We all dream of living a long, happy life - often in a warmer, more relaxing climate than we are currently based.
But where are the happiest places in the world?
A new map of 151 countries has revealed exactly which parts of the globe deliver long and happy lives for their citizens, within the environmental limits of the planet.
The map was compiled by the relocation website Movehub, using data from the latest Happy Planet Index (HPI) - a global measure of sustainable wellbeing.
The HPI claims it 'measures what matters', rather than wealth: the extent to which countries deliver long, happy, sustainable lives for the people that live in them.
And the results may surprise you, with Costa Rica, Colombia and Vietnam topping the league. The UK features at position 44 - higher than Germany (47), Spain (62), Canada (65), Australia (76) and the US (105).
The HPI (Happy Planet Index) puts at the heart the idea that happiness is not necessarily about wealth, but living long lives with a high experience of well-being. The idea is that if a country had to be completely self-sufficient, most of the developed world would be unable to do that (without losing a lot of its population first).The reason for some high-income nations to score significantly below other nations is the ecological footprint left on the planet.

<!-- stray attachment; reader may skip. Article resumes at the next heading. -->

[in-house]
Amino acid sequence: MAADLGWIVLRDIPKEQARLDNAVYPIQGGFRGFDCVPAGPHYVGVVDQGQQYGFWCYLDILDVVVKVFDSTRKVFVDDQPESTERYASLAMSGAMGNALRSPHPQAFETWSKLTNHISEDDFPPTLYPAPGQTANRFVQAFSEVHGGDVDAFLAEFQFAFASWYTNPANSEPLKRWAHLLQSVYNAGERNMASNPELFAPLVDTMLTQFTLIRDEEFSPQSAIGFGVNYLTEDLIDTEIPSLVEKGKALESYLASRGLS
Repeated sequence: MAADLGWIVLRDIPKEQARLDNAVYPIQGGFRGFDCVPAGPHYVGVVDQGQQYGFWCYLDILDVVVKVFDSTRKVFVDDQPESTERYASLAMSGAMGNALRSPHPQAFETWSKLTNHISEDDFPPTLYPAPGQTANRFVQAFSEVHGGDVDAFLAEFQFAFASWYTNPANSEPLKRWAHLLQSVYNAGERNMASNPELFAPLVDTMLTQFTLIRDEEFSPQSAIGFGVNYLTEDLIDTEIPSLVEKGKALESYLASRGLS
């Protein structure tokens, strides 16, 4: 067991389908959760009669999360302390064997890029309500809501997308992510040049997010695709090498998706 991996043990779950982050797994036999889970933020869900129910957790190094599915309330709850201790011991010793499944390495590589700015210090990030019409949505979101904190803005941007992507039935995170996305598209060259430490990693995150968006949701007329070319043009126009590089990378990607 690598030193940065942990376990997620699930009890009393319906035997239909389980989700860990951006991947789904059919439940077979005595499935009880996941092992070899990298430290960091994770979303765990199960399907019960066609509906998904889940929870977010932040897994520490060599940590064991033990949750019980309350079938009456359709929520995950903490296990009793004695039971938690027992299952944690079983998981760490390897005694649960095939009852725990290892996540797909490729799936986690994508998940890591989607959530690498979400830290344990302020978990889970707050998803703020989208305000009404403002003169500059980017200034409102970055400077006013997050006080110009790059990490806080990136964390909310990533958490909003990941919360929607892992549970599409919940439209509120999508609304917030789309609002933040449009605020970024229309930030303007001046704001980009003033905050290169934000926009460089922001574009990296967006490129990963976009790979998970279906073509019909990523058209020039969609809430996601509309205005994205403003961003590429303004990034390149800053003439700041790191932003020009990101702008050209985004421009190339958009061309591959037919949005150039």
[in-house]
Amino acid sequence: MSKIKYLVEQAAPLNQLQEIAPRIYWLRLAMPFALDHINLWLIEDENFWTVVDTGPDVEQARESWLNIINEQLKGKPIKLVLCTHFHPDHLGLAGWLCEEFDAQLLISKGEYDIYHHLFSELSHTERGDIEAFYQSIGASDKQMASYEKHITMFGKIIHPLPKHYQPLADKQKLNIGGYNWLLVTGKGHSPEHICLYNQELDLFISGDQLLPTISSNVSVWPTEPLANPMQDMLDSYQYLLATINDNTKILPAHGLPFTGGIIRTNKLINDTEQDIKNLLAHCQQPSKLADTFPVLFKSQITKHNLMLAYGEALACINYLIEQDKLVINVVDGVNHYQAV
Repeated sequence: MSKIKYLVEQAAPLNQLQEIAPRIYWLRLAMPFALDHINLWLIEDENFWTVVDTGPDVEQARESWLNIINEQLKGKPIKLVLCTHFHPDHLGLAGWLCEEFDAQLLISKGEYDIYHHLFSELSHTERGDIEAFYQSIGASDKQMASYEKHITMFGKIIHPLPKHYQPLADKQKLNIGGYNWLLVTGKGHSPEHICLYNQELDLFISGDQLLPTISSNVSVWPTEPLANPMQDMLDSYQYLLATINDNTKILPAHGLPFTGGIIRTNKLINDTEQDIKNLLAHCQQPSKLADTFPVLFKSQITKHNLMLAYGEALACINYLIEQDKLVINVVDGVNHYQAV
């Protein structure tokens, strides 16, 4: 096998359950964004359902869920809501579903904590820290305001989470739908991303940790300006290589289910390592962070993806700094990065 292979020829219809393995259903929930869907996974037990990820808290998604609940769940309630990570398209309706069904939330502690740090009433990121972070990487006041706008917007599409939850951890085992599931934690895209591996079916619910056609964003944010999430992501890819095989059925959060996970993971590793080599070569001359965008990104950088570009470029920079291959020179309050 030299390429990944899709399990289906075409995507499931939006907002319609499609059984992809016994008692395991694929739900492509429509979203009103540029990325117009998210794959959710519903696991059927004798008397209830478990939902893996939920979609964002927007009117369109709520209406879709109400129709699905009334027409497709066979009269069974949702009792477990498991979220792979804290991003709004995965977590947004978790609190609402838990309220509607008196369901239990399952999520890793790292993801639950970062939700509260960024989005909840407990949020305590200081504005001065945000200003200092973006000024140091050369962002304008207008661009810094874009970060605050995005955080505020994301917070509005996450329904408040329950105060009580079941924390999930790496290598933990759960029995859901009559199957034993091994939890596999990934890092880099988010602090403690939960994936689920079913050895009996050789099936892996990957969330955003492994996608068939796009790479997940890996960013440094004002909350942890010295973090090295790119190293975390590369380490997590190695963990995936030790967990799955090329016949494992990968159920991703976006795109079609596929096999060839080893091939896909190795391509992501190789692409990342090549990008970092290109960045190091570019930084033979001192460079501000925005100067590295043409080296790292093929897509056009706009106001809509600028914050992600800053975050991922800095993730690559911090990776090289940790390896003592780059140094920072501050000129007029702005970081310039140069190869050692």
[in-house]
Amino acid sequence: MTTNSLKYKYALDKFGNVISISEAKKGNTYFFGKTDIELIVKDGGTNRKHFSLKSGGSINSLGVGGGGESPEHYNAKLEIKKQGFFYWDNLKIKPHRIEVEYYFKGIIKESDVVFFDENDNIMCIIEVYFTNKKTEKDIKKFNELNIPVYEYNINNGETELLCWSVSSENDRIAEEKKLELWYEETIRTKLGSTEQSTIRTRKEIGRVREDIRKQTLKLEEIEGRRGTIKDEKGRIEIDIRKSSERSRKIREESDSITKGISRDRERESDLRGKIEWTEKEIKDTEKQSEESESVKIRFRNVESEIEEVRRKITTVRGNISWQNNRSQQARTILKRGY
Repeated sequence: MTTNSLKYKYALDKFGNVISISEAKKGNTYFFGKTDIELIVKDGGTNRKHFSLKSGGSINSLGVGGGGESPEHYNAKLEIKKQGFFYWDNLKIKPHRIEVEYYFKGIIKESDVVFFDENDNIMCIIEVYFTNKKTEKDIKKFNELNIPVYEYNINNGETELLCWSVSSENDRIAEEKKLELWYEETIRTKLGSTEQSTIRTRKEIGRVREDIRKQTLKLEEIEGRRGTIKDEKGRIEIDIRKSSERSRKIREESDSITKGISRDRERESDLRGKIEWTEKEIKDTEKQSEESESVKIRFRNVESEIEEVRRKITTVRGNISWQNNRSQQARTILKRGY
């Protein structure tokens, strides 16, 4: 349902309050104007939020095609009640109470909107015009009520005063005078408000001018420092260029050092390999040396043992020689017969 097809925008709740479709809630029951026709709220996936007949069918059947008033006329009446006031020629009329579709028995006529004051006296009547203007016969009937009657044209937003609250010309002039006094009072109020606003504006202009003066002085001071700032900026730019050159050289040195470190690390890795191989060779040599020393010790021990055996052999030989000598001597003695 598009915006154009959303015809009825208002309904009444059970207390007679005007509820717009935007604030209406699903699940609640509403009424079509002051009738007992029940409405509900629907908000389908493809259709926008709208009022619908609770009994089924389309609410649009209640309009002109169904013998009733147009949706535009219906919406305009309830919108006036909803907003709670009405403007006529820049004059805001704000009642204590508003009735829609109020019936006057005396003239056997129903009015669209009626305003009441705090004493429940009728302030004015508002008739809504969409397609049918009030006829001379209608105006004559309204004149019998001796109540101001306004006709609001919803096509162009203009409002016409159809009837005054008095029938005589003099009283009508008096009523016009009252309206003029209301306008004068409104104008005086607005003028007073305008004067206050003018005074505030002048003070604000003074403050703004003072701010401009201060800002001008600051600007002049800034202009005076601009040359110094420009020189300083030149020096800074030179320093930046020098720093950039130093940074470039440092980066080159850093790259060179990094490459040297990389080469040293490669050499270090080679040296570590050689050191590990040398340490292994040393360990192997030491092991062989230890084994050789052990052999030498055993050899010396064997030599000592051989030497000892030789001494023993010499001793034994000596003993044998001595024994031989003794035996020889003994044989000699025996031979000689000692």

Each of the three component measures – life expectancy, the level of well-being experienced and ecological footprint – is given a traffic-light score based on thresholds for good (green), middling (amber) and bad (red) performance.
The map also doesn't take into account internal inequality measures and human rights issues which is why some countries like Syria, Iraq and Saudi Arabia feature so highly.
South America has several countries where residents are happy, the report claims. Four of the top five happiest places are here - with Costa Rica coming top, followed by Colombia (third), Belize (fourth) and El Salvador (fifth).